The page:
740. xxiv. Narrative of the treaties and dealings with the Eastern Indians 1693—1721, showing how they had broken their engagements and killed H.M. subjects before the war was proclaimed etc. Passed by the Council and Assembly, Mass. Bay, Dec. 14, 1724, and a copy ordered to be given to the Commissioners from Rhode Island sent to confer upon joining in the said war. Copy. 4 1/2 pp.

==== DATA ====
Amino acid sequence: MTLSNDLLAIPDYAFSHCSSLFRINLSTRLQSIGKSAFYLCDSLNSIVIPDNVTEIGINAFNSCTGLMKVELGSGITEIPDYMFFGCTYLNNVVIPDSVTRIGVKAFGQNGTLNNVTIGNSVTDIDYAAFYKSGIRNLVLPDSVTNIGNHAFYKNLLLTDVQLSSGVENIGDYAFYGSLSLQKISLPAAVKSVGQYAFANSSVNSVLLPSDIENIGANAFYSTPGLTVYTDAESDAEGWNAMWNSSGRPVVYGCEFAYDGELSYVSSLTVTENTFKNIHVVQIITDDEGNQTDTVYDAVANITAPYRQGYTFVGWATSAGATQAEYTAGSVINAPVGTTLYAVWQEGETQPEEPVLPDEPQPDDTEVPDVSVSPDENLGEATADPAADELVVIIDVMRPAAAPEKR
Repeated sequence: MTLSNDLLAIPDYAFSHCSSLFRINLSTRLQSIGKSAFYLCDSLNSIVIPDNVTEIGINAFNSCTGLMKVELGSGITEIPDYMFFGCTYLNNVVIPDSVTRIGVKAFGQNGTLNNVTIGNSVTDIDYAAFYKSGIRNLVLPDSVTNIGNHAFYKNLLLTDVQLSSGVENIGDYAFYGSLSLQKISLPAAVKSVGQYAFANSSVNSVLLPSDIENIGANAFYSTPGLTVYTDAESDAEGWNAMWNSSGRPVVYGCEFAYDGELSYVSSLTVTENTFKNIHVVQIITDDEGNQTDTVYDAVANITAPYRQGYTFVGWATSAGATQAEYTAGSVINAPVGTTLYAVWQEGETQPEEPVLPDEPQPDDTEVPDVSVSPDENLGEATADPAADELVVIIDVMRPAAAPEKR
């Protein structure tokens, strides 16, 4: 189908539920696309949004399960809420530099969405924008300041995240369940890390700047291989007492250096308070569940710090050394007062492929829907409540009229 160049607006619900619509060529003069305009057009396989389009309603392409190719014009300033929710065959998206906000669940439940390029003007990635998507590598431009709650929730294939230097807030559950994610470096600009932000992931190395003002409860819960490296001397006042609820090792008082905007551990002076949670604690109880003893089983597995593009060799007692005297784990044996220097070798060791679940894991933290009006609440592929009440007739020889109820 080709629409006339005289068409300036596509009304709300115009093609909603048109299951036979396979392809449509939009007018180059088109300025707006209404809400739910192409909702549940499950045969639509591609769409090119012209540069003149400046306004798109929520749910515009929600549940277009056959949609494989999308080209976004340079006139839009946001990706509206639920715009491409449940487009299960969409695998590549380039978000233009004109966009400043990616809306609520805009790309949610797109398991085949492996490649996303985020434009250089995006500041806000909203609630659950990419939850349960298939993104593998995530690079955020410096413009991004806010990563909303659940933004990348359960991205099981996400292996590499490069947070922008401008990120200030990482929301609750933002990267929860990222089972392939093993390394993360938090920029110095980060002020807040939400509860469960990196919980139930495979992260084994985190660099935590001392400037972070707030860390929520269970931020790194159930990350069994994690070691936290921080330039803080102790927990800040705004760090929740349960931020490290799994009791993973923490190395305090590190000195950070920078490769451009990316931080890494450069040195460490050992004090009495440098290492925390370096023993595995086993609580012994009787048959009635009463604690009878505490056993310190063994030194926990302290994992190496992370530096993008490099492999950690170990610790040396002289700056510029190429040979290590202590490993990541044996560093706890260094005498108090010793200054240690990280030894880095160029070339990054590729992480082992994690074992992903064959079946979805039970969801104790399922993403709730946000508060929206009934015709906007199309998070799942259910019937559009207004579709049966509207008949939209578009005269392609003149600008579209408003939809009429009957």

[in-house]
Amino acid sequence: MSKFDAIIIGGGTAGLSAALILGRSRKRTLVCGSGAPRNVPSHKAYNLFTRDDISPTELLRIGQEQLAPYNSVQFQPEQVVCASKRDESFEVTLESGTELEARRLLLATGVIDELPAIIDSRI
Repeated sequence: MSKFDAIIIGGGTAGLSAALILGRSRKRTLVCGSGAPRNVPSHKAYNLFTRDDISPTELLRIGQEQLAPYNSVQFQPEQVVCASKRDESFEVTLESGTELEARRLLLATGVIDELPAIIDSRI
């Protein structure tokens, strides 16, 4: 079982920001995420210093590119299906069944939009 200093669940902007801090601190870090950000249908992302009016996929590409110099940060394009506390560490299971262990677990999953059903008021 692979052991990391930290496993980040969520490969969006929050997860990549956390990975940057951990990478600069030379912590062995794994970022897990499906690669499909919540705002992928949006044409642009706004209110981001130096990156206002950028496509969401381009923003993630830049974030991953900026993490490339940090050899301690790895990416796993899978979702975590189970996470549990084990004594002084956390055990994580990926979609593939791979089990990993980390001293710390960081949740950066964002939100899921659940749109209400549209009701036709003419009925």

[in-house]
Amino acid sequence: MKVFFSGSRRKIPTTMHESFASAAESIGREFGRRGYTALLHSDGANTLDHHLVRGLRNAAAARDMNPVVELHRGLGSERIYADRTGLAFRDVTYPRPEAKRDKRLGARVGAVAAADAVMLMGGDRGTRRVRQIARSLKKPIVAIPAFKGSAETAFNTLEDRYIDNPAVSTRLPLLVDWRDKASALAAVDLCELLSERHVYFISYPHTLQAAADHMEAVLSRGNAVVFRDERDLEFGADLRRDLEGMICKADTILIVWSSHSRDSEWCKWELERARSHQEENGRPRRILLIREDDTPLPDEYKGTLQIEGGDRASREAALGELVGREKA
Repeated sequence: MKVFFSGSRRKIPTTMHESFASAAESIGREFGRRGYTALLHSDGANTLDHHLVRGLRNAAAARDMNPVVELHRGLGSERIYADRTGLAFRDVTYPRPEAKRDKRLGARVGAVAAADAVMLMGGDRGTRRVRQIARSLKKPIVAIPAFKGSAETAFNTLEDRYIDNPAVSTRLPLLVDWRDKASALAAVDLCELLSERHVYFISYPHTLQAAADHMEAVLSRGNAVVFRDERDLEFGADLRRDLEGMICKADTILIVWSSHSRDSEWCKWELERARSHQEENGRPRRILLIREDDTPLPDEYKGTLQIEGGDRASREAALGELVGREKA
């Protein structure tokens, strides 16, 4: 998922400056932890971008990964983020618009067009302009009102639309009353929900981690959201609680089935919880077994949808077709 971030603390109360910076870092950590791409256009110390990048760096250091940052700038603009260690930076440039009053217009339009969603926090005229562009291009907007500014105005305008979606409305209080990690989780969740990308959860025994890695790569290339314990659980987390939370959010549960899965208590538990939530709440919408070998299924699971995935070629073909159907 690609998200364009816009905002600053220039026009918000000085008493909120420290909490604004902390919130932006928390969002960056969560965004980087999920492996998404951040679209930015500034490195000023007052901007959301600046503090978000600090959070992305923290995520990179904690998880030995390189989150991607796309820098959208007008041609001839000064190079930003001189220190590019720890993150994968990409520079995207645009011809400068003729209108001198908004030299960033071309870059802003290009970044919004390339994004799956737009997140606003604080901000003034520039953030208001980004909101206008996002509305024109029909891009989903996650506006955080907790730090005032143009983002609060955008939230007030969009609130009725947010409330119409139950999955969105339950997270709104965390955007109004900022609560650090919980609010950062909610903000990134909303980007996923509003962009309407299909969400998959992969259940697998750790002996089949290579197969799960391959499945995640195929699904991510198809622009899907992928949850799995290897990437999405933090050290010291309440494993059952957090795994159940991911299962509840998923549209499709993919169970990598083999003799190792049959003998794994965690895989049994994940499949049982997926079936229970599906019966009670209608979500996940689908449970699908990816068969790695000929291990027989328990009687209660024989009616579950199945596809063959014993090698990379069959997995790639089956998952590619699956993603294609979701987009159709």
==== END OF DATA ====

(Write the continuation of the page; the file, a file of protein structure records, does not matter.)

740. xxv. Lt. Governor Dummer to M. de Vaudreuil. Boston, Jan. 19, 1724 (5). Reply to letter of Oct. 29th. As to his complaint of the death of Father Rallé, describes his activities as March 25 infra. Continues: None can be blamed but himself etc. I think I have much greater cause to complain that Mr. Willard the Minister of Rutland (who never had been guilty of the facts charged upon Mr. Rallé, and applied himself solely to the preaching of the Gospel) was by the Indians you sent to attack that town assaulted, slain and scalpt, and his scalp carried in triumph to Quebec etc. As to the claim of Penobscot, I have no difficulty to answer to each point etc. and as to Mr. Capon, you labour under a very great mistake to mention him as an Envoy of England, he being only an inferiour officer, Commissary or Victualler to the Garrison of Annapolis, and some time after that was yielded up to the English, sent to by the Lt. Govr. of that place to visit the French settlements within that district, and to require an oath of allegiance and fidelity from them to Queen Anne; but he had no occasion to come and entice the Penobscot Indians to submit themselves to England, for they as well as the Norridgewalk Indians and many other tribes had done that long before even in the year 1693 at a Treaty of Sir William Phipps, by which Treaty, I can make it appear, that they not only submitted themselves as subjects to the Crown of England, but also renounced the French interest and quitted claim to the lands bought and possessed by the English; But since King George came to the Throne, Mr. Capon has not been in those parts at all etc. As to St. George River being the bounds and La Fevre's pretended right it seems very wonderful you should make any mention of those things or lay any wreight upon them at this time when if the case were formerly as you now represent it, which I do not allow, all such claim and pretension is wholly supcrcccded, and at an end etc. Quotes Treaty of Utrecht XIIth Art. Continues: Whereby the French King quitted all right not only to the lands, but also the inhabitants of L'Accadie etc And we are not ignorant how far the French King understood the countrey of L'Accadie to extend Westward by his patent granted to Monsr. D' Auney tho' you seem to be a stranger to it. As to the whole Nation of the Indians exclaiming against some of their tribe, as pretending they were suborned to give deeds for their lands, if it be matter of fact, that they do so, which is hard to be conceived, it is a most unjust imputation, and must argue a wonderful deceitfulness and self-contradiction in them, since they have upon all Treatys when the whole Tribes were together constantly acknowledged and submitted to the English titles and possessions, which they had by honest and lawful purchase acquired. As to the building of forts anywhere within the British Dominions I suppose you will not scruple to acknowledge that the King of Great Britain has as good a right to erect fortresses within his Dominions, as the French King has in his. And therefore when you shall please to give me instances of that French King's applying himself to the Indians for leave to build a fort or forts for the defence of his subjects, I shall then give you a further answer etc. We have always treated the Indians with sincerity, [but] never thought it proper to make apologies for building forts within our own jurisdiction (as you insinuate) but on the contrary in all our Treatys with them have ascerted our undoubted rights so to do. You likewise signify that we must blame nobody but ourselves for the violence and hostilities committed against our Nation by the Indians. But Syr, if the blame must lye where it ought I must impute their outrages, falsness and ill conduct towards us, not so much to their own inclinations, as to the instigations of the Jesuit Rallé and others under your Government, whereof we have had sufficient information from time to time, as also of your own forcing the Indians against their wills upon our frontiers to destroy and cut off our people which cannot be otherwise looked upon than as a direct and notorious violation of the Treaty of Utrecht etc. Nevertheless Sir, I have much greater inclination to live in amity and good correspondence with you than otherwise; and therefore I have sent Collo. Samuel Thaxter one of H.M. Council and Collo. William Dudley one of the House of Representatives who are commissionated to confer with you pursuant to such instructions as they have received from me; and I desire that you will give credence to them accordingly. Signed, Wm. Dummer. Copy. 3 pp.